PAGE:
Agencies say child sex trafficking in Lubbock is real, not uncommon

Local News

CORRECTION AND CLARIFICATION: The original version of this story indicated a number of victims per year. However, the proper context would have been a total figure instead of an annual figure. Also, we should have quoted the study as using a category of persons up to age 24 as children and youth.

LUBBOCK, Texas– As of 2016, there were roughly 79,000 children and youth (which includes persons up to age 24) who were victims of sex trafficking, according to a study from The University of Texas at Austin.  

Voice of Hope and DePelchin Children’s Center, non-profits in Lubbock, hope to raise awareness about the dangers and realities of child sex trafficking in the community. Prevention and support for survivors remains a top priority.

Jesse Booher, the chief operations officer at the Children’s Center said the problem is most prevalent in the Houston, Lubbock and Amarillo areas. Identifying warning signs starts with paying attention to differences in children’s behaviors.

“When you start to have major discrepancies about what’s going on at home, what the children are wearing or carrying, or if they have a new, expensive phone, you can start to see some of the trends we call ‘grooming’,” said Kristin Murray, the Executive Director for Voice of Hope.

Grooming can be hard to identify, because the behaviors often look like things “we would want to see from adults taking interest in our children,” said Booher. Behaviors like, helping a child with their homework, giving them small tokens of appreciation, and verbal praise. 

The affectionate behaviors can feel normal, but when they occur over long periods of time in conjunction with other red-flags, parents should trust their gut and ask their children questions, Booher explained.

Some red-flag behaviors include secret-keeping, isolation from friends and family, and running away.

Pimps often look for children between the ages of 11 and 18, but the two non-profits have seen children as young as 6. The Children’s Home of Lubbock, however, has seen toddlers affected by child sex trafficking. Some of those children have been trafficked by their parents, who often  sold their children for drugs. 

Many of those children have ended up in Lubbock’s foster care system, left more vulnerable to traffickers as they try to cope with unfathomable traumas.

Booher said Texas law enforcement agencies have improved over the last five to ten years with trauma-informed training. Instead of criminalizing sex trafficking survivors, they go after the “buyers,” who perpetuate supply and demand for children.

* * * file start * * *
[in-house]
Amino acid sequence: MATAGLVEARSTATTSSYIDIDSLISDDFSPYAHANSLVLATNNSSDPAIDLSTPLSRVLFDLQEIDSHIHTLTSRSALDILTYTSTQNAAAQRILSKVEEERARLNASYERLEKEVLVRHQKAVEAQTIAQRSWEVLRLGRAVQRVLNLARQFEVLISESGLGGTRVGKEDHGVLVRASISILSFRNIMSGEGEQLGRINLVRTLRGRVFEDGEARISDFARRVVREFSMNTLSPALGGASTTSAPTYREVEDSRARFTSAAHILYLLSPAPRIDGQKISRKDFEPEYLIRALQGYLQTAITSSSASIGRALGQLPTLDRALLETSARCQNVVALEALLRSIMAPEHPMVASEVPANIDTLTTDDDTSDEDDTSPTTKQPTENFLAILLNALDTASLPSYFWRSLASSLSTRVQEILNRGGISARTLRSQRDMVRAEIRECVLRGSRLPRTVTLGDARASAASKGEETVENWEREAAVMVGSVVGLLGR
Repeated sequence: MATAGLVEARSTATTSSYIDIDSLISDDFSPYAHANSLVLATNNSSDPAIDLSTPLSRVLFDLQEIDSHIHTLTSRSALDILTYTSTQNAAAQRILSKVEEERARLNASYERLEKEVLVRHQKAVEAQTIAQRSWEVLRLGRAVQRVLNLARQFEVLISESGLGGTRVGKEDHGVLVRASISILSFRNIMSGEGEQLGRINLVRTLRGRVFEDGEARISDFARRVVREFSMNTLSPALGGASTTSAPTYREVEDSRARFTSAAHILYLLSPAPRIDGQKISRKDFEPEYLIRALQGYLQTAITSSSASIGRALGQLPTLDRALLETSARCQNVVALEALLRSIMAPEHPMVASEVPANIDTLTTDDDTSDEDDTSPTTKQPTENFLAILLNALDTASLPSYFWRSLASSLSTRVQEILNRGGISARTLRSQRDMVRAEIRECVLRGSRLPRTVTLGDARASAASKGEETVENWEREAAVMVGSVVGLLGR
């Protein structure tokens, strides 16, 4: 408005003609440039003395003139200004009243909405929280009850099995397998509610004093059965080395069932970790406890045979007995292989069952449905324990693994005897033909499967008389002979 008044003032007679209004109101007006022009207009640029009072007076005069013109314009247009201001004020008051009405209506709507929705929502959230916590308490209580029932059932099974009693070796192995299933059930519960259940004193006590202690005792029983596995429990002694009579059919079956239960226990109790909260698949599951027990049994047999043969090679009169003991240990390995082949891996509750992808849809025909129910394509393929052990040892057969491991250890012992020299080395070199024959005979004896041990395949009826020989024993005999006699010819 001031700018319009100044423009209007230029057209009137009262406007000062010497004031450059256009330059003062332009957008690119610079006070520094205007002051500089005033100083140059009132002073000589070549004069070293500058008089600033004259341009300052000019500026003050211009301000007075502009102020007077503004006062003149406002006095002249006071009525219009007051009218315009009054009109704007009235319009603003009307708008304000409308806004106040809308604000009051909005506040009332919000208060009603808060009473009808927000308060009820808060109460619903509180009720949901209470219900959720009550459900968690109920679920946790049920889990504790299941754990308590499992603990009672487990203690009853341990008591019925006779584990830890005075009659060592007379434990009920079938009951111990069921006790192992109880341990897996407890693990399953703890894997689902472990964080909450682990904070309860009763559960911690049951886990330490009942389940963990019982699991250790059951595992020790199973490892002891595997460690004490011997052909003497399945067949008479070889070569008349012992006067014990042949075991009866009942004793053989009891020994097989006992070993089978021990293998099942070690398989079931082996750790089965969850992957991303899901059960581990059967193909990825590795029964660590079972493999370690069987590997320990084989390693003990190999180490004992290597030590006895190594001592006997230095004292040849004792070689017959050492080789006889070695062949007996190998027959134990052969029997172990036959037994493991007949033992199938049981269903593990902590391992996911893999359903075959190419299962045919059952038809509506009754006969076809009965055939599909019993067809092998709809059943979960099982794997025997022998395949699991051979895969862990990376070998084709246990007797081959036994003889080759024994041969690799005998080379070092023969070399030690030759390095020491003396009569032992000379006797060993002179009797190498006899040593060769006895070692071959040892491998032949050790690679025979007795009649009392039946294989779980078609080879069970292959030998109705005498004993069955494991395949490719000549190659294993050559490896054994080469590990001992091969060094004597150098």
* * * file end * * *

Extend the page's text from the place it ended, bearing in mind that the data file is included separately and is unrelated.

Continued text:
Murray said the issue can be more complicated. She has seen survivors charged for various crimes, like substance use, theft, fraud and money laundering. Some pimps make purchases in their victims’ names without providing payment, but law enforcement agencies in Lubbock have been trained to know child sex trafficking survivors are never in the wrong.

Both Murray and Booher talked about the importance of having conversations with their children as early and as often as possible. Using biologically, accurate terminology to describe body parts gives clarity to young kids, as well as adults who may be approached by children vocalizing discomfort.  

Murray also explained the dangers of not having basic needs met. When a person needs resources to survive, like food or housing, they may put themselves in harm’s way. The term is called “survival sex,” and it has lead to human trafficking, she shared.

Like many adults, children unfortunately do not always have the resources needed for survival, which makes them, too, more vulnerable to sex trafficking, said both Booher and Murray.

Voice of Hope and DePelchin offer assistance in these areas, and Murray encouraged anyone who may be near their breaking point or simply wants to talk, to reach out for resources. She expressed a desire to help find food, housing and medical care for people and children who may consider dangerous situations.

Foster agencies in Lubbock take in trafficked children, but in some areas of Texas, not having enough placements has lead to unlicensed fostering, sexual abuse and other dangerous situations, according to a Texas Tribune article.

There are many ways to help strengthen the Lubbock non-profit, child welfare sector, Booher explained, “like giving to donation stations, supporting foster families, and volunteering.” 

Booher and Murray hoped shedding light on these issues will lead people to reach out to agencies near them and offer help. Booher said there are always opportunities for you to give back in ways that work for you.

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